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General / 06 December 2019

I got a call a few months ago from an old friend. As soon as I heard the apathetic signal from the phone in my pocket; I knew it was going to be a: "Help me Obi-Wan, you're my only hope"-moment. And right I was. His workstation had died in the middle of some important work, and he was scared out of his mind. His voice was booming of self pity. "What am I going to do, the screen is black and blue. I have a deadline tomorrow. The end is near!" I know this chap very well. Self pity has never been is forte, but he has had tech-related problems as long as I have known him, and I have usually been his first choice in it-support. He is usually well orientated when it comes to high-end gear, but computers have always seemed to rub him the wrong way. He used to blame the fictional character MacGyver for his own shortcomings and could say: "Not everyone can save the world with chocolate!"

MacGuyver really did this in a TV-episode I found out later. He plugged a sulfuric acid leak with chocolate because he knew it contained sucrose and glucose. When the acid reacted to the sugar, it formed elemental carbon and a thick, gummy residue. It sounds improbable, but was proven to be correct on another TV-show; Mythbusters. After we hung up, I thought about his predicament a moment and knew what he had to do to fix the computer. Based on previous calls, I knew he had to use an older version of a graphic card driver instead of the new one he was using. I really wanted to help him out, but I also wanted him to help himself and learn how to fix common errors. The best thing was to send him reading material or a link to a website with great resources on the topic. I sent him a link on the phone and wrote:

"I am sorry I can't be of more assistance at the moment, but please take a look here, perhaps somebody else has encountered the same problems as you!" The message I sent was enthusiastic, but I got a sad smiley in return. I know he was a bit disappointed, but my intentions were good. I remembered back in the day when I didn't know a thing about computers. The cold, bulky machine was not the ally that it is today. It was a box of opportunities that usually didn't work when you needed it. I remember calling computer support all the time until I got fed up and started to educate myself. Suddenly things made more sense after reading computer magazines and learning how other people tackled usual tech-releated problems. It was a revelation. As the day progressed, I didn't hear a thing. Later in the evening I got another call. This time my friend was really happy.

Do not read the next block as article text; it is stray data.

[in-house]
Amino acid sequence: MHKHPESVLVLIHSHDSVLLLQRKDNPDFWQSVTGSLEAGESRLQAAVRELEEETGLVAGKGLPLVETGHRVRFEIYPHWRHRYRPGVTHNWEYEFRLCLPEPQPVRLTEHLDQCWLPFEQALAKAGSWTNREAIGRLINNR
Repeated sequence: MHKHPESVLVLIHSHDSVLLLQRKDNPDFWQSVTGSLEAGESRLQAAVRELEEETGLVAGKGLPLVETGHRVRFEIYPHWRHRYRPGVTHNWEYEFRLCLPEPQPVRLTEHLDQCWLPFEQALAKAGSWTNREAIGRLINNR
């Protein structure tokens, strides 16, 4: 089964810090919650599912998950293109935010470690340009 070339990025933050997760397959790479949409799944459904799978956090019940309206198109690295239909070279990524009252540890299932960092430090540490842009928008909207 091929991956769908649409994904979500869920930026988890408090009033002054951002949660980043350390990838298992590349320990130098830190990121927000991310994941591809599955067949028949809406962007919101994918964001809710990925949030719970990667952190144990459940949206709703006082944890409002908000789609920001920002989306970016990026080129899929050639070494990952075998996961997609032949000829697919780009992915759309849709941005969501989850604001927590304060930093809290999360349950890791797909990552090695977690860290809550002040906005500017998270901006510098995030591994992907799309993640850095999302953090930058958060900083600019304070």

"I got the link you sent, but didn't really know what to do first. After reading a while I found an entry that described the same error I got on my computer. Following the suggested guideline I was able to solve the problem. I started the computer in safe mode, removed the new graphic driver that I installed the other day, and installed the old one again. Problem solved! It took an hour, then I was able to finish my work ahead of deadline. Thanks!"

I leaned back in my chair and smiled. A new techie had been born.


General / 06 December 2019

Ever since computer graphics started to become important and valuable tools in mass media (photography, film industry, magazines, games, books), a certain standard started to evolve set by great visionary artists. It is easy to see this evolution of commercial art when you look in the rear-view mirror. What started out as a simple common practice to give products a way to distinguish themselves from other products, is now a multi-million-dollar industry and everything visual is connected to a brand or, ruled by "the" brand.

As such, certain limits have been imposed on the artist, also high demands. Working with CGI (2D / 3D), producers have come to expect the incontrovertible language of that certain branch of visual style. To stray, in either direction, has become unacceptable. Same applies to modern concept art, where artists tend to gather momentum being part of the mould, unable to recognize the importance of individuality. The result of this practice has flooded the flow of originality; meaning. Everything just looks the same, or as if it came from the same source.

Almost everything in visual arts comes down to problem solving, and in finding the solution to the problem, the artist finds his or her own voice. If the solution to the problem is copied from somebody else, the voice is muted, and what we really see are scraps. These scraps have become mountains now, and we are not that easily impressed anymore when it comes to, say CGI in films.

Looking around on the internet, there are really just a handful of original artists out there now, the rest try to adapt to the mould and become a part of it, which I know is a necessary evil. In my own work, I struggle with the inevitable truth of my limitations. I know today what I can do, and what I can not do, but that doesn't mean I should stop trying. Perhaps I will become a better artist in the future. For the moment I feel I still need to climb a little higher to be able to make my voice heard.